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Quotes of the week, Jan. 12-18
I read those comments later last night and the first thing that came to my mind was very unfortunate, unhelpful…
– Speaker Paul Ryan, R-Janesville, at a WisPolitics.com luncheon Friday bemoaning President Trump’s vulgar comments about African nations. Ryan later went on to call immigration a “thing to celebrate,” after referencing his family coming to the U.S. from Ireland.
When you enter the public realm, I don’t care what your past was, I don’t know what kind of salty language he might have used, you stop doing it. You have a certain responsibility, a certain decorum you have to conduct yourself in public with.
– U.S. Sen. Ron Johnson, R-Oshkosh, on Trump’s comments, according to a transcript of an interview with Wisconsin Public Television that his office provided. Johnson also said the “the best thing” Trump can do “is just admit it and apologize for it and move on.”
The real question is why we allow presidents from sh*thole companies like the Trump Organization.
– U.S. Rep. Mark Pocan, D-Town of Vermont, on Twitter.
This week’s news
— U.S. Sen. Ron Johnson this week said Medicaid is partially to blame for the rise of the nation’s opioid epidemic.
The Oshkosh Republican during a hearing in Washington, D.C. Wednesday morning said the program needs further investigation, as he highlighted the results of a recent report drawing a link between Medicaid and the opioid crisis.
“This is a government program-wide phenomenon where American taxpayers are providing well-intentioned funds into some of these programs, and those funds are being utilized to divert drugs, sell on the open market and in some cases fuel some pretty interesting criminal enterprises or just support a lifestyle of non-work, which is not healthy,” Johnson said.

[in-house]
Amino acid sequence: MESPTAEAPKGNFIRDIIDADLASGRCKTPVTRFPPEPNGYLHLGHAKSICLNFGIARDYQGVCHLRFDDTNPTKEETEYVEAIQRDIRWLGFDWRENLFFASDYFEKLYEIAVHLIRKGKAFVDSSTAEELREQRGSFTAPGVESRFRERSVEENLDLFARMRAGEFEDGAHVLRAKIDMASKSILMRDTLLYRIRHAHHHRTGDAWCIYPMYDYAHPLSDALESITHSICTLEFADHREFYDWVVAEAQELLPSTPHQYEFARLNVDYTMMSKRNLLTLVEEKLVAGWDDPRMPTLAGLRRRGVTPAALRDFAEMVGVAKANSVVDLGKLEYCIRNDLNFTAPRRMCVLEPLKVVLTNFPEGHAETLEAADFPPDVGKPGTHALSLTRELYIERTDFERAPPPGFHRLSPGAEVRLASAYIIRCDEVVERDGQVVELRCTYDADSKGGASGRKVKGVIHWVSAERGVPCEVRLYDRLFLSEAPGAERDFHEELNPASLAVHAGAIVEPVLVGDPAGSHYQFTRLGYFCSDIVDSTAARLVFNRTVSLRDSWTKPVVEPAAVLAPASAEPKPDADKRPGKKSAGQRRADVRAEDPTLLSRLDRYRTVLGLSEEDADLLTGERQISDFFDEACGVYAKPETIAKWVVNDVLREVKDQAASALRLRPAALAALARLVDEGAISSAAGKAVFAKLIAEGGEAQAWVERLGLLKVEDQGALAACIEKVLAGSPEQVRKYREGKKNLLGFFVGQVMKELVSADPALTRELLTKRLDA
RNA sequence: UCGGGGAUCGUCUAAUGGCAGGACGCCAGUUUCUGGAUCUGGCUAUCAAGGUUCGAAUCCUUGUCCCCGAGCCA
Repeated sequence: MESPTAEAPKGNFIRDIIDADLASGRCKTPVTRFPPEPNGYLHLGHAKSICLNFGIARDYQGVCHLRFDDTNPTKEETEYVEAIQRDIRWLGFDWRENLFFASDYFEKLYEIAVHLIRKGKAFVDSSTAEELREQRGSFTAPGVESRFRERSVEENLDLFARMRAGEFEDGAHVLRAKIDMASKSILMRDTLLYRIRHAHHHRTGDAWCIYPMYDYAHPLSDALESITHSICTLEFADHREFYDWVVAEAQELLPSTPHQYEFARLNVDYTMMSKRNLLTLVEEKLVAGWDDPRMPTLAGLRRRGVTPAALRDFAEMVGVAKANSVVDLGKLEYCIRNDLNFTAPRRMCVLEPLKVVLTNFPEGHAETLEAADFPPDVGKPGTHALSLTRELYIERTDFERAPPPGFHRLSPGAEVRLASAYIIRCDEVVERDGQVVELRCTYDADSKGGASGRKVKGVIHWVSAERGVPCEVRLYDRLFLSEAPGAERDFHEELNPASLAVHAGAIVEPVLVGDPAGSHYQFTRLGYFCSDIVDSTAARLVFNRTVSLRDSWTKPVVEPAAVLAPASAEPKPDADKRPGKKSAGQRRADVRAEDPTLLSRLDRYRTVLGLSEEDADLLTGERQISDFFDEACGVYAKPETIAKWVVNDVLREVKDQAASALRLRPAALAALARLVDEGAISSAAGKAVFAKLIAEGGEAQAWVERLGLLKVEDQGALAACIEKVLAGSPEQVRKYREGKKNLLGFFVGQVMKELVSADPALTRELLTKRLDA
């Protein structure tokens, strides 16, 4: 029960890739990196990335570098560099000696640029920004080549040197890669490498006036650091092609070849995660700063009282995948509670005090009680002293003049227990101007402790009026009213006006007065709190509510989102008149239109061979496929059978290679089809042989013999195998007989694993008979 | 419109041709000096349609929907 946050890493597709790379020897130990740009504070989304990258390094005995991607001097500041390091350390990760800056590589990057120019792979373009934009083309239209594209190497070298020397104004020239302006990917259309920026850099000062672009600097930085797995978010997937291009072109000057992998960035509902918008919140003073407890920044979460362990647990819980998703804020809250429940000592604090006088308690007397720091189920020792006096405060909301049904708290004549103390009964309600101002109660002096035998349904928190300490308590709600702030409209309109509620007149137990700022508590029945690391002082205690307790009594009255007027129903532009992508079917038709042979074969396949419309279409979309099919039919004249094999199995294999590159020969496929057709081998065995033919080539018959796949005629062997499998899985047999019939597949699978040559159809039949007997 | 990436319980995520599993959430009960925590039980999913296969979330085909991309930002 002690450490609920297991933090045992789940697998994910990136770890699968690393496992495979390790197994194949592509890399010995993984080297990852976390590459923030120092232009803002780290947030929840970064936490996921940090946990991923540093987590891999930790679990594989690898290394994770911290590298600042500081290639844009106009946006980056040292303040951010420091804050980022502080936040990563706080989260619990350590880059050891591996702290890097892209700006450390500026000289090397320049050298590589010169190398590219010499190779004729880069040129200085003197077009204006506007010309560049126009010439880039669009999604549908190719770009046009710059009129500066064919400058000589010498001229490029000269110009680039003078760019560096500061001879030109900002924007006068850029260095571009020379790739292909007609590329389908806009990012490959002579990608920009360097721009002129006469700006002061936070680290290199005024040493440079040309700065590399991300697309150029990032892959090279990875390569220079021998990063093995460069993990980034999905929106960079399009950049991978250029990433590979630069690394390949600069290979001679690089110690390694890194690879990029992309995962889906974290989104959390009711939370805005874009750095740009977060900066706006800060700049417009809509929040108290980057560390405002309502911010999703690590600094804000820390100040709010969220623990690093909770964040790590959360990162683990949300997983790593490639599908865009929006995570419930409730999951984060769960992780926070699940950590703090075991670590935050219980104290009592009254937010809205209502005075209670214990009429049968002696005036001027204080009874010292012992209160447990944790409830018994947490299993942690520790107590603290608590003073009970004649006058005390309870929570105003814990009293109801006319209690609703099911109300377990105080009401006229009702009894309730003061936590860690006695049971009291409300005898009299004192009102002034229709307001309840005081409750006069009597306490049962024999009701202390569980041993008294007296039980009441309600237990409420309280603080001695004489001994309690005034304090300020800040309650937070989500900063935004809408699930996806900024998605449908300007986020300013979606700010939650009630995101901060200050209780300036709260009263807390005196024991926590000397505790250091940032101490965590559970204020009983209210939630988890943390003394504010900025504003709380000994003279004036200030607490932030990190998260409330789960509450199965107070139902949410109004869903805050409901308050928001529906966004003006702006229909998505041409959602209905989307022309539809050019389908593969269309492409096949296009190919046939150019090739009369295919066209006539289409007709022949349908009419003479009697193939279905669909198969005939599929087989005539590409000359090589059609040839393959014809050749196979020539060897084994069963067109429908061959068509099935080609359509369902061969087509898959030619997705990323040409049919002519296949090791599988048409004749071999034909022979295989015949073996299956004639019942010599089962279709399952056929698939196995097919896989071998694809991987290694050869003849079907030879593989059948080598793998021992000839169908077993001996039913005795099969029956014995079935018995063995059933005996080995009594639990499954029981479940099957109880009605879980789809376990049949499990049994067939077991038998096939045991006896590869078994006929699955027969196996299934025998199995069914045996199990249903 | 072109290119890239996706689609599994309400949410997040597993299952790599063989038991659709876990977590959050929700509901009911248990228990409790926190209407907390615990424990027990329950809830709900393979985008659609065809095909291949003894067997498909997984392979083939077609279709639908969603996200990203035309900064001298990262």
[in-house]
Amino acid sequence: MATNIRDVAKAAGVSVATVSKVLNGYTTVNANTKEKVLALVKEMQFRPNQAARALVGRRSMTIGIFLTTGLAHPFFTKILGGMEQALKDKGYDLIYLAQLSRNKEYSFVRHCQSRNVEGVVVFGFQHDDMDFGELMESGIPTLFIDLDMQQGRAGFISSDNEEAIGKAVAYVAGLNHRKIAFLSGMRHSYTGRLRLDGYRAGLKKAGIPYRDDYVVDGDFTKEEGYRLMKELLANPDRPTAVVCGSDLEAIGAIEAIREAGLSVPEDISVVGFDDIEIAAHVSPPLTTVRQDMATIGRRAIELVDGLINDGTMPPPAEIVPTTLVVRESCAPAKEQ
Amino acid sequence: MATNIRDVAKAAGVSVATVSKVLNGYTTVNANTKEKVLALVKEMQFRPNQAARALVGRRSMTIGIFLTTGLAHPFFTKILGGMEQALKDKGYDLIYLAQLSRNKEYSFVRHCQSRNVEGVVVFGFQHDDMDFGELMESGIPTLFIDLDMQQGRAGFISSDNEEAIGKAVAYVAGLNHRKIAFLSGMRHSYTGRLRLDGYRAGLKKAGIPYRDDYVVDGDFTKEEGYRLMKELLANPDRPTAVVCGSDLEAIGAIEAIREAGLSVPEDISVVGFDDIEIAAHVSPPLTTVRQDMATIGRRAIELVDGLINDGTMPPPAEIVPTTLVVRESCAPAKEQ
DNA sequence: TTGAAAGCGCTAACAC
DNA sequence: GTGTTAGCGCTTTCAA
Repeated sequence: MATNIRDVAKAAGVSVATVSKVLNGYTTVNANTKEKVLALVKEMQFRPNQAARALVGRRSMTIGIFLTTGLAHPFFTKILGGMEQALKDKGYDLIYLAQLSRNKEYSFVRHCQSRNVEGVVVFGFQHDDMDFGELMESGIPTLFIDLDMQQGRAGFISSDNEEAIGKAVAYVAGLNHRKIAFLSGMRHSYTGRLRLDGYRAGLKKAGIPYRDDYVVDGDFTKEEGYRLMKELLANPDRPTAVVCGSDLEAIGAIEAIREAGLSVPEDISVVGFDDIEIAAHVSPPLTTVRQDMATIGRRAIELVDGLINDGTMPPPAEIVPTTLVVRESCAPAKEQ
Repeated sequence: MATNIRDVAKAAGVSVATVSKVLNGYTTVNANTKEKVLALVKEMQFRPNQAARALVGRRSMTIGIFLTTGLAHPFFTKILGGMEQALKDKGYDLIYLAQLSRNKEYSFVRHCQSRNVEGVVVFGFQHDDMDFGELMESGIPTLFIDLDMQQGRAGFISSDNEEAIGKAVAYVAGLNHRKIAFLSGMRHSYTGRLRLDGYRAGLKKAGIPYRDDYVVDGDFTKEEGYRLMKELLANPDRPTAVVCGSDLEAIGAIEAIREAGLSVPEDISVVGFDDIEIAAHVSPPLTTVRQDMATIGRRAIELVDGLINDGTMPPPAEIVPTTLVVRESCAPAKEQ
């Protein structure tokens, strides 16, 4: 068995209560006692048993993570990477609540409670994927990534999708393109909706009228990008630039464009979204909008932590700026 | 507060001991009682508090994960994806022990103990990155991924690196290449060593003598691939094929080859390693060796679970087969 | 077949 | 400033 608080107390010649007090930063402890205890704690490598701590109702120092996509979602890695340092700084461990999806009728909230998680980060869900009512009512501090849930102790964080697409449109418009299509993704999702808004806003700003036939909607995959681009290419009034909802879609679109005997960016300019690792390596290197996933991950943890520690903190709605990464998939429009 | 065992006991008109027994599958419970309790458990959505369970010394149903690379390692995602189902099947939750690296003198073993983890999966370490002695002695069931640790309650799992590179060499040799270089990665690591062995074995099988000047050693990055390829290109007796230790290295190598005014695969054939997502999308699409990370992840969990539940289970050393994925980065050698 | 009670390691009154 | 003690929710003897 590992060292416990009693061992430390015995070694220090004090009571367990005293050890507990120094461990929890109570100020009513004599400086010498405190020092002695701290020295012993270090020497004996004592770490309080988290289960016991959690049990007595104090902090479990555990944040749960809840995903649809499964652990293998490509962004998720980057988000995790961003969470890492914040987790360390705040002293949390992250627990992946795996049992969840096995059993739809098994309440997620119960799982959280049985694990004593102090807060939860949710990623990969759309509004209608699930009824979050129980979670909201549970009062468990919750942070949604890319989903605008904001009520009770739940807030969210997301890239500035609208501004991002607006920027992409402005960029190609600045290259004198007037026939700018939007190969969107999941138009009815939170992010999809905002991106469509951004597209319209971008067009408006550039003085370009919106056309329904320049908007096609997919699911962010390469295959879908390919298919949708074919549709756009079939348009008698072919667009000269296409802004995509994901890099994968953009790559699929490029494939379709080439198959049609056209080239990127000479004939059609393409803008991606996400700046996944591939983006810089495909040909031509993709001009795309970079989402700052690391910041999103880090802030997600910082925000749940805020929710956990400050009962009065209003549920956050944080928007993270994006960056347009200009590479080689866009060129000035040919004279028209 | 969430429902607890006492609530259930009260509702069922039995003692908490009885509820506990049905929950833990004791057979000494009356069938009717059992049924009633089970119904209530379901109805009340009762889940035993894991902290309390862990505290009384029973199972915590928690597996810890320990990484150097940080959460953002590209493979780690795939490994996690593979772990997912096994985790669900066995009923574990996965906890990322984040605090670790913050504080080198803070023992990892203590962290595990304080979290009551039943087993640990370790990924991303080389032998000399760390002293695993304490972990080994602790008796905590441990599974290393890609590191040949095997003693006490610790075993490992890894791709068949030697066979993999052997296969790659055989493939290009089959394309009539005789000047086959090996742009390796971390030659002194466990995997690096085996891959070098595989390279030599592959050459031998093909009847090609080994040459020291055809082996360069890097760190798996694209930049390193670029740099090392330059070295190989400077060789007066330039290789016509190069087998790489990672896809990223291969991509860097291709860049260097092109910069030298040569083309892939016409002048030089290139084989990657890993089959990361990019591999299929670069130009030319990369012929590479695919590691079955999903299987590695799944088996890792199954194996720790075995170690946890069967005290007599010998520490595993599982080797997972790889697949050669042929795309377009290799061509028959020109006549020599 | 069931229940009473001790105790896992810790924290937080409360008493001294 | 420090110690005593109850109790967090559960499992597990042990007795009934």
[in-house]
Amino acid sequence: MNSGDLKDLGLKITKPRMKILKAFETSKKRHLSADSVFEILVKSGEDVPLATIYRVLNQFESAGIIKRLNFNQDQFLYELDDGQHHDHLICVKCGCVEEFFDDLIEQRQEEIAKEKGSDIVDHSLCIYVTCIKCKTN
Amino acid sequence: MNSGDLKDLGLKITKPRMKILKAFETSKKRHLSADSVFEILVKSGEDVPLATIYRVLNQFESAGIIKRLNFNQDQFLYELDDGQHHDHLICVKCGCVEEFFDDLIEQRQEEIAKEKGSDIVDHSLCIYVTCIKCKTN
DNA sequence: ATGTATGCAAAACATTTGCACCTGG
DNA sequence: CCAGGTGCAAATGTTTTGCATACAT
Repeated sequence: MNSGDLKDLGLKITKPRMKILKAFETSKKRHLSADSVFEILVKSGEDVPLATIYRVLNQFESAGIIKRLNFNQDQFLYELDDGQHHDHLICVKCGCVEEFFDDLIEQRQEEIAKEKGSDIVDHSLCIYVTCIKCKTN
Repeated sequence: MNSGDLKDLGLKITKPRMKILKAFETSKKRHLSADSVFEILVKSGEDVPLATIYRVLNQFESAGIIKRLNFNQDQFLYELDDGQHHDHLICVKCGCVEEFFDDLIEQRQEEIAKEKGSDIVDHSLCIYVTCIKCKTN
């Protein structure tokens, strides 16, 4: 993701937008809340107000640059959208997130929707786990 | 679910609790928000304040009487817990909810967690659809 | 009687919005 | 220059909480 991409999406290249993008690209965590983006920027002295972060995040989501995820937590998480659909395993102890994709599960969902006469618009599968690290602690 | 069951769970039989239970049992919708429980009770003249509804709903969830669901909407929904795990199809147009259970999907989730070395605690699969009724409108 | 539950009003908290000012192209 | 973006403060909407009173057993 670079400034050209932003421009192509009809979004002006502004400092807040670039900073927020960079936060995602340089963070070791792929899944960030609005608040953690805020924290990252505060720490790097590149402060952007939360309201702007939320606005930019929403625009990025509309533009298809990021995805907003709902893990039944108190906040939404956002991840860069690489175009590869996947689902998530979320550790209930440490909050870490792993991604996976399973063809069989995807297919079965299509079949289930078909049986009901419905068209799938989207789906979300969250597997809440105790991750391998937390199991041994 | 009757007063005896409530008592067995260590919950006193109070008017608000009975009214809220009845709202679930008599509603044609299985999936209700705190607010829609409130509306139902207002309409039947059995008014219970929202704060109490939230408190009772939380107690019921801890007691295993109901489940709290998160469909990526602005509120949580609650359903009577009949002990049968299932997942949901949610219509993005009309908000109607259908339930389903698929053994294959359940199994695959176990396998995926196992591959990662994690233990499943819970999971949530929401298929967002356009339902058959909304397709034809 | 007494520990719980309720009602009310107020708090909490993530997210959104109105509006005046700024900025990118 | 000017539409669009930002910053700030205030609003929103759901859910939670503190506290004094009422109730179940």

The report, which Johnson released this week, finds Medicaid contributed to the opioid crisis “by establishing a series of incentives that make it enormously profitable to abuse and sell dangerous drugs.”
Specifically, the document notes at least 1,072 people since 2010 have been convicted or charged nationwide for improperly using Medicaid to obtain prescription opioids, and that the number of people convicted between 2014-17 was 18 percent higher than the four-year period preceding the Medicaid expansion.
The report was from Republican staffers on the Senate Homeland Security and Governmental Affairs Committee, which Johnson chairs.
Still, Johnson said during the hearing he’s not claiming the opioid epidemic was a direct result of the Medicaid expansion, nor did he say he’s arguing that Medicaid doesn’t help “an awful lot of people,” or that Medicaid is the primary cause.
Instead, he said, it could be an “unintended consequence” and that Medicaid “maybe enables something that shouldn’t be enabled.”
Johnson on Wednesday also shared the report with Health and Human Services Acting Secretary Eric Hargan and Centers for Medicare and Medicaid Services Administrator Seema Verma, as he asked in a letter for further information on Medicaid fraud, spending on opioids through the Medicaid program and more.
Meanwhile, the report has garnered criticism from some drug addiction experts who argue it is unfair to single out Medicaid and add there’s no proof Medicaid actually causes opioid abuse.